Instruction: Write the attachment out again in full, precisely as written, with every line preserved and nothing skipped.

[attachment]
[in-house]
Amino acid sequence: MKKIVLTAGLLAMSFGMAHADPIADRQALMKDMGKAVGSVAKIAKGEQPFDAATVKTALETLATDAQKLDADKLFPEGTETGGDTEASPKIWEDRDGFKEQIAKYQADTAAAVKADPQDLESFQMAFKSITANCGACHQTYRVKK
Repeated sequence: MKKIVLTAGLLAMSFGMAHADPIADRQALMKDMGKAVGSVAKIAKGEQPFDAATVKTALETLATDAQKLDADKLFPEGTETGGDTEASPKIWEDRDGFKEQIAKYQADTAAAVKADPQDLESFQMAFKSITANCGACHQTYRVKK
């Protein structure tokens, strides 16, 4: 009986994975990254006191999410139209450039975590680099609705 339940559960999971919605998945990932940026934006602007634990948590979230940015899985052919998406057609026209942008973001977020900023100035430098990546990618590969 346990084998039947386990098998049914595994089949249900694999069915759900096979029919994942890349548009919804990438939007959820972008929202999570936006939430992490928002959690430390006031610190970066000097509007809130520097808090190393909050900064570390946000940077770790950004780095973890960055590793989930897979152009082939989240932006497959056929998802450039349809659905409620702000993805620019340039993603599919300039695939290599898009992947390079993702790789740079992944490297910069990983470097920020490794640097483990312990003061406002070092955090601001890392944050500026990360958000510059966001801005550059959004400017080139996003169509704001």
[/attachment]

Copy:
[in-house]
Amino acid sequence: MKKIVLTAGLLAMSFGMAHADPIADRQALMKDMGKAVGSVAKIAKGEQPFDAATVKTALETLATDAQKLDADKLFPEGTETGGDTEASPKIWEDRDGFKEQIAKYQADTAAAVKADPQDLESFQMAFKSITANCGACHQTYRVKK
Repeated sequence: MKKIVLTAGLLAMSFGMAHADPIADRQALMKDMGKAVGSVAKIAKGEQPFDAATVKTALETLATDAQKLDADKLFPEGTETGGDTEASPKIWEDRDGFKEQIAKYQADTAAAVKADPQDLESFQMAFKSITANCGACHQTYRVKK
């Protein structure tokens, strides 16, 4: 009986994975990254006191999410139209450039975590680099609705 339940559960999971919605998945990932940026934006602007634990948590979230940015899985052919998406057609026209942008973001977020900023100035430098990546990618590969 346990084998039947386990098998049914595994089949249900694999069915759900096979029919994942890349548009919804990438939007959820972008929202999570936006939430992490928002959690430390006031610190970066000097509007809130520097808090190393909050900064570390946000940077770790950004780095973890960055590793989930897979152009082939989240932006497959056929998802450039349809659905409620702000993805620019340039993603599919300039695939290599898009992947390079993702790789740079992944490297910069990983470097920020490794640097483990312990003061406002070092955090601001890392944050500026990360958000510059966001801005550059959004400017080139996003169509704001």